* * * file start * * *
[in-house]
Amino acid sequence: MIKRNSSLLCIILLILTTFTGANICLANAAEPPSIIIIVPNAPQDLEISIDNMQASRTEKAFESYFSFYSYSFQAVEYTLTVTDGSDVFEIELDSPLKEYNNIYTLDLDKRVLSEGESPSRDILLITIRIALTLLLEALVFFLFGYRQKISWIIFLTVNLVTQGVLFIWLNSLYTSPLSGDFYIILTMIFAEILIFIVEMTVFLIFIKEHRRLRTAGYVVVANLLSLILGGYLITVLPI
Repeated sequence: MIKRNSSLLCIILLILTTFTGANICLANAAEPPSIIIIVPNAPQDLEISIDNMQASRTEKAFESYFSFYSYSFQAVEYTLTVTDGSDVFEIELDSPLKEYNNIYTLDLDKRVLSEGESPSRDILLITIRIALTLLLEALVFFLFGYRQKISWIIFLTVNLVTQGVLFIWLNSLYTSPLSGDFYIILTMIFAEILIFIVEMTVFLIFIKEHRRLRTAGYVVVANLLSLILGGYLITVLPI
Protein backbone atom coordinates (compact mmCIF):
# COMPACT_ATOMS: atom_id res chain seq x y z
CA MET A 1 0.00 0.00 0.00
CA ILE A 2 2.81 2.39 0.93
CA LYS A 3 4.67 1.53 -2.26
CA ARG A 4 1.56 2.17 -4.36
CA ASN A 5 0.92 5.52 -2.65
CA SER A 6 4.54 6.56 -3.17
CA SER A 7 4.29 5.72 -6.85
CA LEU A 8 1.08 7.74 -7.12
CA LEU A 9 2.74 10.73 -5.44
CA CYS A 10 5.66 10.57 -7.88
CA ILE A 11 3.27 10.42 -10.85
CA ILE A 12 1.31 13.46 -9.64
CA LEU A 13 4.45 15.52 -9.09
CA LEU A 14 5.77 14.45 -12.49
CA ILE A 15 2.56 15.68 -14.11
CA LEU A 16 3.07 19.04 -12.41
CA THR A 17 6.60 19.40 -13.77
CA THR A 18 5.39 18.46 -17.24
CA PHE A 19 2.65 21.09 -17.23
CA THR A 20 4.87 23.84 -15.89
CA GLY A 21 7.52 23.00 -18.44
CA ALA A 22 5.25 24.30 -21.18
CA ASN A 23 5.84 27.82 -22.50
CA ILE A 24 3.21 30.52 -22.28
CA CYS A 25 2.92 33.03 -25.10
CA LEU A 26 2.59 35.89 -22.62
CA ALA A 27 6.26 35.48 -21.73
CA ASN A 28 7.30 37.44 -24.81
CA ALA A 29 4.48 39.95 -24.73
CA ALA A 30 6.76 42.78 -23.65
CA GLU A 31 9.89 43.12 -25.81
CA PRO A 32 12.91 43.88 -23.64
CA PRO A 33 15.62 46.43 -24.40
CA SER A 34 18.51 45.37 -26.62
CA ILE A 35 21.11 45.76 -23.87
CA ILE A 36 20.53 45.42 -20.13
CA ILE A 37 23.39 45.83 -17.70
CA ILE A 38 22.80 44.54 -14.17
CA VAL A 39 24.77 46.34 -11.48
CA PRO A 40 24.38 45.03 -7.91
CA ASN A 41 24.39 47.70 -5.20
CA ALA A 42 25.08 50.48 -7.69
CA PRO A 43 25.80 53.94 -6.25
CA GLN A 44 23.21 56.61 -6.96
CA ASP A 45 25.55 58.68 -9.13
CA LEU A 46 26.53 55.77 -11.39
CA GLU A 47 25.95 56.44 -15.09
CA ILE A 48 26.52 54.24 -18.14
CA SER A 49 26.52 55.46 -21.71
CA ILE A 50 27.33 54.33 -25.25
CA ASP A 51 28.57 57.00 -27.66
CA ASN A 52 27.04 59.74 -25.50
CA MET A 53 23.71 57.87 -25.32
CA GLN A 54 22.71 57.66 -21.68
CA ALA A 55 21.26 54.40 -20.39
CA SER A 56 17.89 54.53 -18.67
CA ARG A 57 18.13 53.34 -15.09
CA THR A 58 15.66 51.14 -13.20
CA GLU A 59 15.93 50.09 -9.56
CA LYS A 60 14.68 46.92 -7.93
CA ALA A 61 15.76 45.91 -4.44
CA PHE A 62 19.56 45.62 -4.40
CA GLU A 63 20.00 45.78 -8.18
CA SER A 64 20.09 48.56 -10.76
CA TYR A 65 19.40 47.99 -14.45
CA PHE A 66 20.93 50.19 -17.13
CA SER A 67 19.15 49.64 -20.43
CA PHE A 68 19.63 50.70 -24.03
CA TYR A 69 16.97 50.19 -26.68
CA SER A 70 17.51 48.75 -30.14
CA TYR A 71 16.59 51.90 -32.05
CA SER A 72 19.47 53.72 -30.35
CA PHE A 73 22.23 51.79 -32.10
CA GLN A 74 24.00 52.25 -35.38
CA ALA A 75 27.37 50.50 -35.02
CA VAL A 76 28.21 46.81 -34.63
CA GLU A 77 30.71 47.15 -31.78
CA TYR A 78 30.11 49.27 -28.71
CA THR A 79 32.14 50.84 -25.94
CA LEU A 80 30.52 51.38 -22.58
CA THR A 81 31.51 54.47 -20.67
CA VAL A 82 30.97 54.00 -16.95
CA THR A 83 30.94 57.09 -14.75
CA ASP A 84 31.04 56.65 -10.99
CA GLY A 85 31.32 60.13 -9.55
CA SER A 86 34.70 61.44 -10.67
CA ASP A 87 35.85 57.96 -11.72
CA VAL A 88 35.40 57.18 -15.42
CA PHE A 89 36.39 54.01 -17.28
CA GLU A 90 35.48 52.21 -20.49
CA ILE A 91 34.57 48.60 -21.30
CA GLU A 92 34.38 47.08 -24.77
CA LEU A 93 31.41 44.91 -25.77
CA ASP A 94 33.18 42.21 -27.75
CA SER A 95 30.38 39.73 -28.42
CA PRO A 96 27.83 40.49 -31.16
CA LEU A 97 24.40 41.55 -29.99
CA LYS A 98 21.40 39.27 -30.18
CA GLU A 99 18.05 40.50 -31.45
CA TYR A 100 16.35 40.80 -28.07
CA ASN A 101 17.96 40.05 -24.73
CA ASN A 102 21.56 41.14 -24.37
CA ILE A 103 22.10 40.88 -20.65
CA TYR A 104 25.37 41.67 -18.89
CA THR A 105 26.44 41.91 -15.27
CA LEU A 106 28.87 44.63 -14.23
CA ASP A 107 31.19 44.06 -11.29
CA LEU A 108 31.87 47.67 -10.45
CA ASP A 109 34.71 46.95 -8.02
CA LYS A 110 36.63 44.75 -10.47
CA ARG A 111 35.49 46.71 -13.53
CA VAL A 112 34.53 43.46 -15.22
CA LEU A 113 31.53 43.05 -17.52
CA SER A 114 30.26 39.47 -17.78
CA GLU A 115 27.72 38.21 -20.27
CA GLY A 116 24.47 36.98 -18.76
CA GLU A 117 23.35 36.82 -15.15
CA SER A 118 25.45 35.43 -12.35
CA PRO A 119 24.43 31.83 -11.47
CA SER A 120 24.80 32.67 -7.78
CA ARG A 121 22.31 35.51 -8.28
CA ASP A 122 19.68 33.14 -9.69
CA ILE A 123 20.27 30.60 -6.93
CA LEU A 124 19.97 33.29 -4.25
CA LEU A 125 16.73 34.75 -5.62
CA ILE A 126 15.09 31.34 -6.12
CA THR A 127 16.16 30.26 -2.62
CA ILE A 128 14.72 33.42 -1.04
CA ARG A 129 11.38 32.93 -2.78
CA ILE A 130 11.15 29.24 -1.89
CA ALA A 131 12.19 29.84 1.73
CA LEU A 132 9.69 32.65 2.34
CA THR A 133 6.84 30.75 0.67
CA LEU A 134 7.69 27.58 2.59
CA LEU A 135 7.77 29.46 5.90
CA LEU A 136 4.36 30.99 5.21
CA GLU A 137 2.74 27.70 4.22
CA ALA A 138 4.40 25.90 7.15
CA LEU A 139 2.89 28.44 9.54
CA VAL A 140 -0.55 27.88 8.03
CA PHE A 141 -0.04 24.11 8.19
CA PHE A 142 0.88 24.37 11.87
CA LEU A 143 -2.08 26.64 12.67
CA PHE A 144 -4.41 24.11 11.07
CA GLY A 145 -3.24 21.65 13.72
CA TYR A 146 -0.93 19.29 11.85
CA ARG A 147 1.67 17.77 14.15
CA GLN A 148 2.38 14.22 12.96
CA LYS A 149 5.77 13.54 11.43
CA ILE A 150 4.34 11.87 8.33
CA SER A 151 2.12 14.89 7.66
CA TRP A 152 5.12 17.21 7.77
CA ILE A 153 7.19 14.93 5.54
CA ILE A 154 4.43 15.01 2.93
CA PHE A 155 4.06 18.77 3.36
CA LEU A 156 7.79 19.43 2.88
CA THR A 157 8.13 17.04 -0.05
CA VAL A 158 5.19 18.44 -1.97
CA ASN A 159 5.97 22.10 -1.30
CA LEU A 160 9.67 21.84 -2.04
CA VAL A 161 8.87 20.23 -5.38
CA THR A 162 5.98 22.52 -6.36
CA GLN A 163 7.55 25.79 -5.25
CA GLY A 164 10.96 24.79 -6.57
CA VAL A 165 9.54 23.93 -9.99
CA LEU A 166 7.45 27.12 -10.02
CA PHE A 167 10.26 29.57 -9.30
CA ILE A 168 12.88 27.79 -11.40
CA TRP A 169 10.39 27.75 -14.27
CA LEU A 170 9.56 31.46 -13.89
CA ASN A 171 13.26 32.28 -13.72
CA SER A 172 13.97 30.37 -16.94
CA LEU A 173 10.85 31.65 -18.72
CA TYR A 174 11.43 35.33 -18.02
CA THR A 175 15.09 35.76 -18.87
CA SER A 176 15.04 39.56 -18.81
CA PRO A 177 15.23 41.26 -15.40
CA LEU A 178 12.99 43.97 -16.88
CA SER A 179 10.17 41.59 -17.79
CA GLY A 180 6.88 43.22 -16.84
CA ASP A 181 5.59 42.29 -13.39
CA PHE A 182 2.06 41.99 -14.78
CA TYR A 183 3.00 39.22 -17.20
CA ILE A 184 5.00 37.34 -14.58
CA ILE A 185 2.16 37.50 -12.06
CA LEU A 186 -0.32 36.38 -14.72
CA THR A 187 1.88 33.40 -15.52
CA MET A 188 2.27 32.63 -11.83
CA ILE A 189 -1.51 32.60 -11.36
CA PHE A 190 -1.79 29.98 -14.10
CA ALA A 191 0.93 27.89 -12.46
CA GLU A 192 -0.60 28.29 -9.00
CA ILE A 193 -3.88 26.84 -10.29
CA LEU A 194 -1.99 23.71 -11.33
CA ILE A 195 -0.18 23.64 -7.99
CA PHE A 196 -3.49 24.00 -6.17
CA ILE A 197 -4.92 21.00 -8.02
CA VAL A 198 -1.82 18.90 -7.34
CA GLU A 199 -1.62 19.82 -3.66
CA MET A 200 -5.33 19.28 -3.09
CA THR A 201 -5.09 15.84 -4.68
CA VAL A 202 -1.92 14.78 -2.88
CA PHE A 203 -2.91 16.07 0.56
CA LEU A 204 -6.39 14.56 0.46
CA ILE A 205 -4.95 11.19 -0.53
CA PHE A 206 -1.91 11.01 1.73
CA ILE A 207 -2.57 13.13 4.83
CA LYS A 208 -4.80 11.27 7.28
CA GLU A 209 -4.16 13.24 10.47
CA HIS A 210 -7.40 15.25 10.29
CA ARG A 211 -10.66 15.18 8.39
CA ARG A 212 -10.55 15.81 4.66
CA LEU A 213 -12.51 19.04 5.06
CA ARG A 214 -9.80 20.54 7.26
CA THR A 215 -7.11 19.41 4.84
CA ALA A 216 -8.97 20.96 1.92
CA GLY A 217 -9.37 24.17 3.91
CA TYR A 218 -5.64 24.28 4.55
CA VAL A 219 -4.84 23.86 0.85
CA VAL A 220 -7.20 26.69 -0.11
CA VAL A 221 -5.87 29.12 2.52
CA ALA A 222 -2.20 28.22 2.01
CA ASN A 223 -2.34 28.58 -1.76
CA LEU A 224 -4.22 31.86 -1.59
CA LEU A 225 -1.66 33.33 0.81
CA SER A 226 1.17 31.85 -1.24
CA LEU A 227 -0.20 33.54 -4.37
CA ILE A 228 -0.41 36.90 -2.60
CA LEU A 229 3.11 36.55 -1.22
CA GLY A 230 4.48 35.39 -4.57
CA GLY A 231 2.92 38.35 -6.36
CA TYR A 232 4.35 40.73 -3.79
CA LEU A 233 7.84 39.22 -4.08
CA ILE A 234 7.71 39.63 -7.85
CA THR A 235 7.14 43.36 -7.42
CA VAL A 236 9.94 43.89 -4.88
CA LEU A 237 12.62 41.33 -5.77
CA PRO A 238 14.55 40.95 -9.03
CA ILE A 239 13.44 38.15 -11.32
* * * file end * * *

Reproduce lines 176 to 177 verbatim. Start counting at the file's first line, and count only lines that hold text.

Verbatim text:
CA ASN A 171 13.26 32.28 -13.72
CA SER A 172 13.97 30.37 -16.94